Actor Jonah Hill (MONEYBALL) makes his directorial debut in the highly touted Mid90s, a film that centres on rebellious youth. Like all first time directors, tJonah Hill demonstrates in the film’s strengths what he is familiar with – in this case his acting. His young actors perform magnificently capturing the spirit of troubled youth. But there is much lacking in the overall bigger picture. For one, Mid90’s captures a minuscule portion of the life of its subject, 13-year old Stevie (Sunny Suljic last seen in THE KILLING OF A SACRED DEER) but omits the larger story of perhaps examining the advancement in his coming-of-age rites.
The film begins with a skateboarding segment where the camera fluidly follows the smooth gluing movement of the sport. It is a promising start showing expert technical camerawork. The film then settles on Stevie and his friends who hang around a skateboard park with other misfits, some of whom are acquaintances with others they have altercations with.
One of the film’s troubled scenes involve a party where most of the partygoers are between the ages of 18 to 30 where obviously, drug and sex are going on, besides alcohol consumption. Stevie meets an older black girl. They chat before heading upstairs to a room where they make out, Stevie for the first time and her, to satisfy her curiosity. If the gender of these two were reversed, the elder participant would be considered a pedophile, a dirty old man akin to a Harvey Weinstein type sex offender. Also, Stevie is of the young age where he should be sheltered from foul language, such that is frequently uttered with the skateboard buddies. One wonders if his dialogue was dubbed into the film, and if not, that would be trouble for tHill and his filming company.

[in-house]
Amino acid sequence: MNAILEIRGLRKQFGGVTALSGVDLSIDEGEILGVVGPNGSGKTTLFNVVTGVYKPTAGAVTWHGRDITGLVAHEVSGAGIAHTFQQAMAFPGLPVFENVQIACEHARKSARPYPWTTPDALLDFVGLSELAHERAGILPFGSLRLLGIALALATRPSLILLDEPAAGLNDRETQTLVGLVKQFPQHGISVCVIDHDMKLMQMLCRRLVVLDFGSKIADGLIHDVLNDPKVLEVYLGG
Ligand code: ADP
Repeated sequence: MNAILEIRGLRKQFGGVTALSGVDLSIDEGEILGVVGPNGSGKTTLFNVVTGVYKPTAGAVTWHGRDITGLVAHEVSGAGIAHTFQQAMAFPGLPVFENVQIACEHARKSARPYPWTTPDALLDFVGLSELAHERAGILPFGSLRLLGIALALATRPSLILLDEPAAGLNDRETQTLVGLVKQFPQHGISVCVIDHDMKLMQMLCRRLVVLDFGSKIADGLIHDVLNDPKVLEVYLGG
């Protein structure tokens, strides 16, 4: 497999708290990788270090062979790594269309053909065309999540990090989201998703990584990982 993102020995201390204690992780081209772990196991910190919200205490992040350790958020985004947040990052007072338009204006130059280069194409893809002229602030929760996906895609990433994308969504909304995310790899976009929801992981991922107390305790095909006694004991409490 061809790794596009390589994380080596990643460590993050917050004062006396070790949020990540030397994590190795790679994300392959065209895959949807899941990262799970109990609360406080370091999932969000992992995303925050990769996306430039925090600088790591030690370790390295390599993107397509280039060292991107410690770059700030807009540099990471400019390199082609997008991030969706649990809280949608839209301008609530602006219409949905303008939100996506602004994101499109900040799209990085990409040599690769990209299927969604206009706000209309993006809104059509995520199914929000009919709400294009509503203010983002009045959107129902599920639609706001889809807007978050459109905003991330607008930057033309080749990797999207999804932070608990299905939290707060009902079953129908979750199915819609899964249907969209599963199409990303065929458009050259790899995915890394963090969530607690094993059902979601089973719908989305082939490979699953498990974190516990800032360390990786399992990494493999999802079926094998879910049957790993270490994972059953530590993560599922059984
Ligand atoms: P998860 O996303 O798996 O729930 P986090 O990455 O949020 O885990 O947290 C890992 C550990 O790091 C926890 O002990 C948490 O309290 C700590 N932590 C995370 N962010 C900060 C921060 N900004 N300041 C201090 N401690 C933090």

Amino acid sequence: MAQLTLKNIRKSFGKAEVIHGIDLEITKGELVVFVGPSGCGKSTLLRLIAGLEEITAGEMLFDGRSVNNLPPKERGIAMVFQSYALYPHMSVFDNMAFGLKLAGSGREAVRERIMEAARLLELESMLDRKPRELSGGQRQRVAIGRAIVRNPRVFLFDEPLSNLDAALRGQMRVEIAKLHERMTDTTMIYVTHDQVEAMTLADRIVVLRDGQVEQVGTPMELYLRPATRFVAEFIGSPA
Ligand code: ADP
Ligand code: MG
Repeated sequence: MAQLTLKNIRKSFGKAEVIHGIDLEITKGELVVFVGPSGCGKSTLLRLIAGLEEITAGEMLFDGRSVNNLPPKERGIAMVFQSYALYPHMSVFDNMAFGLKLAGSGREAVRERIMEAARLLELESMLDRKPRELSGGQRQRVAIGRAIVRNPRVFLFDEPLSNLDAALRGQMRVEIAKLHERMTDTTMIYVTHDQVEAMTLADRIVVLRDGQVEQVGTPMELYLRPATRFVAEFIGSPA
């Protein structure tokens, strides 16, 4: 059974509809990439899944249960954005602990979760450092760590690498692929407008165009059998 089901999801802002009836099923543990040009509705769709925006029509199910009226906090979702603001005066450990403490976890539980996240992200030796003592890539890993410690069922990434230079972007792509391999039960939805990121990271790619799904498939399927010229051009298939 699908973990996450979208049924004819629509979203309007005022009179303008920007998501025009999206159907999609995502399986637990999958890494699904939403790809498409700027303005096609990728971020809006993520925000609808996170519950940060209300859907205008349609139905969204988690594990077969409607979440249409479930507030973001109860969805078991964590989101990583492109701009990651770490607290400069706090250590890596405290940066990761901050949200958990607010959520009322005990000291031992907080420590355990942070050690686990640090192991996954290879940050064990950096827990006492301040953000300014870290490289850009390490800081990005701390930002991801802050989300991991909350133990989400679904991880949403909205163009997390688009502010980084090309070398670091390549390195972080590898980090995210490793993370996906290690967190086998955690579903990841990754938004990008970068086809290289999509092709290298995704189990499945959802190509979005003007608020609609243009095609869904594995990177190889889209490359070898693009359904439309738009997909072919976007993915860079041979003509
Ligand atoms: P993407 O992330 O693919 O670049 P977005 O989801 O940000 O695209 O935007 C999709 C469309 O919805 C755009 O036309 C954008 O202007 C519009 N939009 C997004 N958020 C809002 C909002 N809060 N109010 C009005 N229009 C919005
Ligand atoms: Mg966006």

Credit is to be given to Hill and Suljic however in the creation of this sweet 13-year old character who comes across as vulnerable, goofy and occasionally strong and clever. The other buddies are more cardboard characters despite given interesting names like Fourth Grade (Ryder McLaughlin), perhaps for the reason he behaves and thinks like one and Fuckshit (Olan Prenatt) called that for other reasons.
The script, probably with a lot of dialogue improvised is street smart talk, fast and furious and often hilarious and occasionally hits the nail on the head with respect to youth observation. One must be fast to catch the lines or one will miss out. Political correctness is thrown out of the window in the film with the N word constantly in use and dialogue like “Don’t say thank you, that’s gay!” One could argue that this is the way words are used on the streets.
Jonah Hill’s Mid90s may be interesting in parts containing impressive performances from its young cast but the film is too short sighted. Despite being authentic and entertaining, Mid90s is nowhere remotely close to Truffaut’s 400 BLOWS. The film has garnered rave reviews and one can see that is a street-smart down-to-earth crowd pleaser, despite its flaws.